Tips for innovating in the beverage category

Canadians are changing the way they drink, here's how can c-stores and CPG companies adapt.
Daniel Reale-Chin
Associate Editor, Convenience Store News Canada
Daniel Reale-Chin, a young man with a beard, smiles at the camera
top of drink tin can iced submerged in frost ice, metal aluminum beverage.

Canadian consumers are changing the way they drink. From healthier cravings to a need for energy, Canadians turn to beverages like coffee, energy drinks and other c-store staples to satisfy all kinds of needs throughout their day. 

New data from The Hartman Group shows that 71% of consumers always have a beverage of some kind with them. Whether a water bottle accompanies them on a workout, or coffee on their desk at work, Canadians seek to quench their thirst throughout the day. 

The Hartman Group’s latest report: Modern Beverage Culture 2023 looked at the factors that are shaping Canadian’s beverage choices to provide some top tips for companies looking to innovate in the category. 

The results from a 2,000-person survey reports on 12 beverage categories and looked at the three factors affecting how consumers choose their beverages: macro trends like wanting to explore new tastes; the physical and emotional benefits that drinks can provide; and priorities based on the occasion that consumers are choosing drinks for. 

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The study also breaks down beverage choices into distinct categories based on consumer needs: taste, hydration, nutrition, experience, energy, and pairing.

Magnifying glass on a product label with the text nutrition facts, read the label concept

Good taste

When choosing a drink, most (61%) of consumers say that taste is the most important factor they look for. 

“When seeking taste, consumers are looking to satisfy a craving and seek flavour,” explains Melissa Abbott, vice-president of syndicated studies at The Hartman Group in a webinar. 

Beverages like soda rank the highest for taste on The Hartman Group’s “Need State” categories: an indexed ranking across 12 beverage categories. For taste, soda ranks 127, giving consumers craving satisfactions in concentrated forms, versus water which ranks at 74. 

Healthier hydration

Hydration also impacts consumers' desire for a drink. What consumers seek in this category is to hydrate the body. Water ranks the highest in this category with 149 and alcohol ranks as low as 42, meaning that consumers find alcohol least hydrating.

It might not come as a surprise that more consumers are choosing healthier drinks. In fact, according to the study, 50% of consumers are very conscious of calories in their beverages. But what does healthy mean to the modern consumer?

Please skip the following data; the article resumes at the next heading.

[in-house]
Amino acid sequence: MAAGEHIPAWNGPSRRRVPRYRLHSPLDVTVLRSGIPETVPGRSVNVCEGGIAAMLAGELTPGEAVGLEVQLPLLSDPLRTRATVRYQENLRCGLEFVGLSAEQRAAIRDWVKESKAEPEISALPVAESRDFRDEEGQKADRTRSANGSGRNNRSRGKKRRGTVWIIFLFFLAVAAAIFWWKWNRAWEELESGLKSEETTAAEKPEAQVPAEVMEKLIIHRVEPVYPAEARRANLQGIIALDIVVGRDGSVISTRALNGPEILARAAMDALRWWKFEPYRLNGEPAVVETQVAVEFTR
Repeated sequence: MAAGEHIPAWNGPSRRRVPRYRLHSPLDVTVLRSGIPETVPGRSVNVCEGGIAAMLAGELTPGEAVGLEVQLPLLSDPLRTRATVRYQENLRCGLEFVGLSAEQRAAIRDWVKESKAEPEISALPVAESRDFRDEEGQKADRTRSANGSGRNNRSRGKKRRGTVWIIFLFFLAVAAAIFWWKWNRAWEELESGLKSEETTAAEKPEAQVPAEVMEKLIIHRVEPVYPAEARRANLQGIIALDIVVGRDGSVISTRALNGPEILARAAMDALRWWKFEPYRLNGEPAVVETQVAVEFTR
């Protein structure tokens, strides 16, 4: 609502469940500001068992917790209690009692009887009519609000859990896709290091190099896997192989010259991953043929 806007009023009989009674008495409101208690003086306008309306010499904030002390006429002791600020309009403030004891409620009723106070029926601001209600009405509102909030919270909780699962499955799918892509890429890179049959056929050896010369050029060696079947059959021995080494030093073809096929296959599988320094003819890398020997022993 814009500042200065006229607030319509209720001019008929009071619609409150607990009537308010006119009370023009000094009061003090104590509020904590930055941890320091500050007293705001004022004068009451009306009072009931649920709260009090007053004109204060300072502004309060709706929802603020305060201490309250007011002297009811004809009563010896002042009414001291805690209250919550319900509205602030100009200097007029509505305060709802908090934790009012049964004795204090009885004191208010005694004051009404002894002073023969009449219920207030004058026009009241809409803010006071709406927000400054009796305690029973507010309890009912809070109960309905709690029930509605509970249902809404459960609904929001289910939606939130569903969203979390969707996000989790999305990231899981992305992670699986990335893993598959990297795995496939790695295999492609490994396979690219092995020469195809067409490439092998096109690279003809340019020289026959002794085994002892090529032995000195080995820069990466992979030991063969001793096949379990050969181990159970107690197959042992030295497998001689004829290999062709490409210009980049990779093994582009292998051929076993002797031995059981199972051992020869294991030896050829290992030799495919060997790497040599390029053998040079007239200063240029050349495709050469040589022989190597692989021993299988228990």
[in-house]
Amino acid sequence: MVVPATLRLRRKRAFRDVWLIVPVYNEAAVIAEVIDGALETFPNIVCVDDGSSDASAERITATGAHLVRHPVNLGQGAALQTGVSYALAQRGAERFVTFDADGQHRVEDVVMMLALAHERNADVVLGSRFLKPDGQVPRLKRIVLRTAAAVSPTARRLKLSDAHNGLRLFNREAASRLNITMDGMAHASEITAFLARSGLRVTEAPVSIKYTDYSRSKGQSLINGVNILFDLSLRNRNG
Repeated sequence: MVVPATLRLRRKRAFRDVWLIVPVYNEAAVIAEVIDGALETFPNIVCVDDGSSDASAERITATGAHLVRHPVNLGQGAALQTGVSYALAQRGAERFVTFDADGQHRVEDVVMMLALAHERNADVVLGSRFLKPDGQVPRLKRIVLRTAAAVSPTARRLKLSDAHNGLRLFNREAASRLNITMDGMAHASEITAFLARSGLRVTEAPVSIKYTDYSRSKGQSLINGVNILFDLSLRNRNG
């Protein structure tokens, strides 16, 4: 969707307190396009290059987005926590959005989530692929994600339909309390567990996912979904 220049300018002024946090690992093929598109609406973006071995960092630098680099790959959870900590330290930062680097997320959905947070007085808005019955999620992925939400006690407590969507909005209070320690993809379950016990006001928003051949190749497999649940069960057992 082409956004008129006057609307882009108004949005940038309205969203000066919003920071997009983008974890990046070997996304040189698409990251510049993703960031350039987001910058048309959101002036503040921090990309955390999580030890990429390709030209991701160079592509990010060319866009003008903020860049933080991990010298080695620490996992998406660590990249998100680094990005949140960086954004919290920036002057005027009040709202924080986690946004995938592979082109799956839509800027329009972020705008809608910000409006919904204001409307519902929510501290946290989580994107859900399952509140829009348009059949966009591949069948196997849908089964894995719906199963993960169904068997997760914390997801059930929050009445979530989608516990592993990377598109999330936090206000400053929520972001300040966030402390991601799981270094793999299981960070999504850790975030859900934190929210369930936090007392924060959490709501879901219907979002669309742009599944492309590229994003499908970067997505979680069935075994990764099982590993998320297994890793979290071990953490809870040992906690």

“When shopping for beverages consumers are looking for certain attributes,” explains Abbott. “They are looking for simple and recognizable ingredients.” 

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Abbott says that the modern label-savvy consumer is also seeking short ingredient lists with low sugar and no artificial flavours or colours. 

Nutrition is not only about avoiding something unhealthy, but also adding something healthy, explains Abbott. Consumers associate shakes the most with nutrition.

Coffee cup and coffee beans on table

Midday boost 

When looking for an afternoon pick-me-up, most consumers turn to beverages that give them energy. The same can be said for the beverages people choose early in the morning: consumers tend to turn to coffee to wake up.

Abbott says that while this category is an important factor affecting consumer beverage choice, people look for different types of energy from their drinks at different times of the day. 

Distinguishing between instant energy (the energy you might get 20 minutes after drinking your morning coffee) versus sustained energy (energy that might give you slow and steady stamina throughout the day) is something that consumers take into consideration. 

Consumers might distinguish between the caffeine in coffee (which ranks the highest in the energy category) or ingredients like matcha in an energy drink (second highest) depending on when they plan to drink. 

Experience and pairing

Far from the effect of energy drinks, Abbott says that most consumers (36%) are looking to calm down or relax when they choose a beverage for the experience they associate with it. Twenty-six percent of consumers say they are looking for a treat when choosing a drink for the experience and 24% are looking for a moment to themselves.

“Beverages in the alcohol and low-alcohol categories are most associated with experience for consumers,” says Abbott. 

When it comes to pairing, she explains that most consumers are looking to have something to drink with food or something that pairs well with food like cereal with milk or soda with a salty snack. Dairy and soda ranked the highest in this category (163 and 137 respectively).

The state of drink

Today, most consumer packaged goods brands and beverage companies are turning their efforts toward healthier ingredients, responding to a modern consumer that prioritizes health and experience. Abbott says that health and wellness is essential to consumers’ beverage aspirations. 

[Read more: "Thirst for health"]

Beyond health, the study shows that most innovations are being made in categories like no/low alcohol. Concepts like “Dry January” have grown in popularity among Canadians, and more companies have turned to these categories to meet the demand of Canadian consumers who want experience without a buzz. 

Abbott says that the best way for companies to respond to demand is to think about how to enhance product features to appeal to the health-conscious, experience-seeking consumer. Think about the messaging your product sends and let that translate into design. For c-stores, good placement can also help.

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